Ms. Okuhara: The founding members of Pale Blue were involved in the development of the EQUULEUS water engine. It was the world’s first engine using water as a propellant to successfully control orbit beyond low Earth orbit!
Pale Blue’s water engine has already been developed, ground tested, and delivered to customers. We are waiting for more and more satellites equipped with the water engine to be launched. We will continue to accumulate space demonstrations to become a trusted company!
Hybrid Engines that Can be Used for Different Purposes
Serika: Are there other companies besides Pale Blue developing water engines?
Ms. Okuhara: Four companies in the U.S. and Europe are developing water engines that heat water and release steam through nozzles.
Steam-type engines have high thrust, but their fuel consumption is not very good. On the other hand, ion engines have less thrust than the steam type but have superior fuel efficiency. For example, water vapor can be used when higher thrust is required, such as for orbit insertion or orbit change, while ion engines can be used for orbit maintenance. This is how you can efficiently use limited propellant.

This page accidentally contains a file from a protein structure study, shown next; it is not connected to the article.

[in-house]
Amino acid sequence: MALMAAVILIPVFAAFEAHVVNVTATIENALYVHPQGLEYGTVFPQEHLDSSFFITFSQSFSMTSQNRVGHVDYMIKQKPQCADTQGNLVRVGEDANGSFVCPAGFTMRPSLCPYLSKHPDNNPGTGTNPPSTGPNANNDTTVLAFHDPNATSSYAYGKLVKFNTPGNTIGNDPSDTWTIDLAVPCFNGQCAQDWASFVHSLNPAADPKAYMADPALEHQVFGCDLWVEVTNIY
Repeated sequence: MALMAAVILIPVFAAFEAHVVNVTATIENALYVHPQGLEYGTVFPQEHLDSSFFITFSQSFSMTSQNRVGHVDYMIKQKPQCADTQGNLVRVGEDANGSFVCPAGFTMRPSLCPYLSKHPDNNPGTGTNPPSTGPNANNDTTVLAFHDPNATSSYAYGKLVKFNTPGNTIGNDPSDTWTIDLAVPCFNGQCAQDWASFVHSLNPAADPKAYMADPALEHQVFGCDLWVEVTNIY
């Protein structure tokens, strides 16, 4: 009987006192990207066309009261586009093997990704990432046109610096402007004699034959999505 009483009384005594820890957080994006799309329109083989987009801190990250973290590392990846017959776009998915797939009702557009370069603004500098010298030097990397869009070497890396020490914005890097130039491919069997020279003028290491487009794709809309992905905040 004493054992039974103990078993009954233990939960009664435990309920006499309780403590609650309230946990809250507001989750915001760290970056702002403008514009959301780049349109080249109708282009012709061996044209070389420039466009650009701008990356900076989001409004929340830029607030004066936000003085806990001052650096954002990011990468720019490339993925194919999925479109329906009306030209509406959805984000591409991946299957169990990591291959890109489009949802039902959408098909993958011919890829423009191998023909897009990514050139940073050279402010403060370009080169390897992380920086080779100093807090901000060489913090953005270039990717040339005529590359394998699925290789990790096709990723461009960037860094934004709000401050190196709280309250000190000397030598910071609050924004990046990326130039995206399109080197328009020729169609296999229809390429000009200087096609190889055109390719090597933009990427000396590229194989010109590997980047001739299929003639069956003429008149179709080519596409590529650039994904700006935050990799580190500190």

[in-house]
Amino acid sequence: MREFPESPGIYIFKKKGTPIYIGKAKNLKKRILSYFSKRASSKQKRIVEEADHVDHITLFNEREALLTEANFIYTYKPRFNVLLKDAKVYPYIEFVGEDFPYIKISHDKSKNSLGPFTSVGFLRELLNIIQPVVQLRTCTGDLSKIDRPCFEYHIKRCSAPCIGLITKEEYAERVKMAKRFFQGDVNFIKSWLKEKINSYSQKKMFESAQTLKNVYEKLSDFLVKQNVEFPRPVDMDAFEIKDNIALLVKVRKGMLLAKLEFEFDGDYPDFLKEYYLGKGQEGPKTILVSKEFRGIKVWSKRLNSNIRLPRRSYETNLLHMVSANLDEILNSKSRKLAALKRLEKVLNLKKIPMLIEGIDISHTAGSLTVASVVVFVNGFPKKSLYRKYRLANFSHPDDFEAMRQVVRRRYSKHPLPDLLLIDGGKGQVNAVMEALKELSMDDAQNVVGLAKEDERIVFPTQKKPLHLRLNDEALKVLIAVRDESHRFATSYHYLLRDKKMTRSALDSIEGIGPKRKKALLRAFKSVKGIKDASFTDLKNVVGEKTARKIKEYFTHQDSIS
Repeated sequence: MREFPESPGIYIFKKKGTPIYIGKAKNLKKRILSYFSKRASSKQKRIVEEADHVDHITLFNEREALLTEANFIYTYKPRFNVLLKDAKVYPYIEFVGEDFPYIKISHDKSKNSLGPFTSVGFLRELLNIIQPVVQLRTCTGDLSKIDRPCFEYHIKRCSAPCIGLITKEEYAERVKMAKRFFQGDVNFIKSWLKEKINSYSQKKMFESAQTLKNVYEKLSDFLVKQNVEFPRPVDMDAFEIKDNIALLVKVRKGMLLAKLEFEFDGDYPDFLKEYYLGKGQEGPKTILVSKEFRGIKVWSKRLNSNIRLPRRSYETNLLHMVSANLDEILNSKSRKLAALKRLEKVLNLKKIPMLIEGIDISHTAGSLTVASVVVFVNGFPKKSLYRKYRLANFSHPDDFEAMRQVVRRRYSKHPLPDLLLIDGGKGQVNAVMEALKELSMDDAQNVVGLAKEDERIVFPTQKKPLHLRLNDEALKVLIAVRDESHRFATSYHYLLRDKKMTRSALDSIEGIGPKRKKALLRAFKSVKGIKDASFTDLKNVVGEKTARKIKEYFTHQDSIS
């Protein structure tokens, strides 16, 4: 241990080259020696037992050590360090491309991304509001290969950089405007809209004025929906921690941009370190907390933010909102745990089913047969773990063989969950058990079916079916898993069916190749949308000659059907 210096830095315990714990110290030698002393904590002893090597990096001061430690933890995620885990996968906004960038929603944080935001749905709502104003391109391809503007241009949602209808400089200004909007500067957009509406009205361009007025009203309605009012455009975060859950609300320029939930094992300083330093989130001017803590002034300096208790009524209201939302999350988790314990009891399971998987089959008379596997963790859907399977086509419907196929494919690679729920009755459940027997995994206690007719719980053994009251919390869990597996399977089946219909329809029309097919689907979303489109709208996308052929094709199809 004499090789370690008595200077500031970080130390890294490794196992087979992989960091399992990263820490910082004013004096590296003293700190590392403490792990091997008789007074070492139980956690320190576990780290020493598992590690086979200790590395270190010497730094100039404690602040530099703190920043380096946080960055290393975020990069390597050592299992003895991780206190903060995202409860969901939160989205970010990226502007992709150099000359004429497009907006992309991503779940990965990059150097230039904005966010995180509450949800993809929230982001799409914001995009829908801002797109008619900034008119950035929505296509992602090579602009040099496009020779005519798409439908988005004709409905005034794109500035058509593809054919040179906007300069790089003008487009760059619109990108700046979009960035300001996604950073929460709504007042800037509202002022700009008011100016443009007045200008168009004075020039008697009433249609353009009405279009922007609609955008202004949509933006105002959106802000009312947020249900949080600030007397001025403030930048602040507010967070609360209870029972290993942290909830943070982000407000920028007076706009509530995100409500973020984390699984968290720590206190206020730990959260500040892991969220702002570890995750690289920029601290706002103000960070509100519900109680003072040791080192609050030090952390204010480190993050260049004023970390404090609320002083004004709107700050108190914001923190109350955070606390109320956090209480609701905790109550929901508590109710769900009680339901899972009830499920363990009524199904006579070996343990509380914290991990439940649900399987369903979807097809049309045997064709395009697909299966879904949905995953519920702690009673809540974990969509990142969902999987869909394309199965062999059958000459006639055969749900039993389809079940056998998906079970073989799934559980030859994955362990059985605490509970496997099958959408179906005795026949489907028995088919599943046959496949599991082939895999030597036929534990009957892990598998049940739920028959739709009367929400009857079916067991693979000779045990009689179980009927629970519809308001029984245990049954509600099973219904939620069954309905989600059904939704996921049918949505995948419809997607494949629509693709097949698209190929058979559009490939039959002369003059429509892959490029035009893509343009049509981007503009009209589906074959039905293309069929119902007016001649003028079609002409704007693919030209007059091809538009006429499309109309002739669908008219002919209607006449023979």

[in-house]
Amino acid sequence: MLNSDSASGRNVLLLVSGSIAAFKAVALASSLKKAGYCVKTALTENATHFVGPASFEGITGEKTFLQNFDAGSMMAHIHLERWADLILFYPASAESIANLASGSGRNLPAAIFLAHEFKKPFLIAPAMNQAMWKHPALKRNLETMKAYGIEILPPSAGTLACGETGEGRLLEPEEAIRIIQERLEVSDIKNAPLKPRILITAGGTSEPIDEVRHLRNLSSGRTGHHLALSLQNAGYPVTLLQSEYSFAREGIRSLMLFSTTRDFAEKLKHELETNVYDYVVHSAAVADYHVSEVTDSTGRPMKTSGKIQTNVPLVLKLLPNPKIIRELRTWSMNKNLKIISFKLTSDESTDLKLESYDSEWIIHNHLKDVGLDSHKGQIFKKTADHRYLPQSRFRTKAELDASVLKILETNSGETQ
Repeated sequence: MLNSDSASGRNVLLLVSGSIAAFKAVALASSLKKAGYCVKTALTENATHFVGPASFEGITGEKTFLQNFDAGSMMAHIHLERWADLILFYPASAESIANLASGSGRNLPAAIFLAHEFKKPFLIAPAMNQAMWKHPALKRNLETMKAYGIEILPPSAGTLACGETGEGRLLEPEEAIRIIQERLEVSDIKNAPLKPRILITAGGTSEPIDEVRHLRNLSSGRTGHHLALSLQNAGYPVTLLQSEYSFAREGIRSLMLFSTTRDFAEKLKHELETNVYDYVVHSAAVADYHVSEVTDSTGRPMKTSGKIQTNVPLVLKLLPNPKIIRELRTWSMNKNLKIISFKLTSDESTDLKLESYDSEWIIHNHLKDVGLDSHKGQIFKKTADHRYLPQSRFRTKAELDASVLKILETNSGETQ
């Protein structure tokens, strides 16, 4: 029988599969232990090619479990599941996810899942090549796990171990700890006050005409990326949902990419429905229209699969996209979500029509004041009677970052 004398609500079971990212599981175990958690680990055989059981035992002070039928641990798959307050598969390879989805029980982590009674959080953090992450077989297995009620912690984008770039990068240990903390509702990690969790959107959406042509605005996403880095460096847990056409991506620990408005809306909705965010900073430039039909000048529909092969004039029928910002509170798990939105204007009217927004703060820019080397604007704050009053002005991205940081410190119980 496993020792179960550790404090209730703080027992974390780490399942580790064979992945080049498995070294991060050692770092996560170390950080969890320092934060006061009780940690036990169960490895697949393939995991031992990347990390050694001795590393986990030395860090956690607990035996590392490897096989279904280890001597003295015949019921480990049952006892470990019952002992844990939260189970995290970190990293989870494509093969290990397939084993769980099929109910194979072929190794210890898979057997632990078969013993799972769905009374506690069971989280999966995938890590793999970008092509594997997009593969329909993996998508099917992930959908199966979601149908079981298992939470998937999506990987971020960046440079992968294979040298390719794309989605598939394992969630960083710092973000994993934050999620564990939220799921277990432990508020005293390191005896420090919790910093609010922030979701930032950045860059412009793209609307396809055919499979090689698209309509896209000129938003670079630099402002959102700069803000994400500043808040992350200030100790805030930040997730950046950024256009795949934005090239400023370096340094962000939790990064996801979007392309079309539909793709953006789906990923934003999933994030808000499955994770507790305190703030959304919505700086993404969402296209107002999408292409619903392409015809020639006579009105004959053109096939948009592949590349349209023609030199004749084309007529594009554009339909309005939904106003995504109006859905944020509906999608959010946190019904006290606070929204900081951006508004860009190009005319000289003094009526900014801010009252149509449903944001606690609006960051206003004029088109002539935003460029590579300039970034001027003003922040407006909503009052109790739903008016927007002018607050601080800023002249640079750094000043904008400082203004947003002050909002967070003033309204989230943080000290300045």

Serika: How is the attention from the market?
Ms. Okuhara: Installing a propulsion system will expand the range of satellite applications, and we find an increase in demand. The global emphasis on SDGs is becoming more active in the space industry as well, and there seems to be a movement among international space agencies and space development companies to look for environmentally friendly green propellants. Recently, the number of people who know about Pale Blue seems to be increasing.
When I tell people that we use water as a propellant, they are surprised and at the same time, the conversation about introducing the technology is quickly progressing. I was one of those surprised by the water-powered engine!
I Want to Challenge Myself Because it is Difficult. Curiosity with a Researcher’s Spirit
Ms. Okuhara: I got to know about Pale Blue through the news of the Series A round of fundraising in October 2021. At the time, I was working for a company in the automotive industry, and the fuels for engines were gasoline, diesel oil, and electricity. That’s why I thought, “No way!” that they could run an engine on water.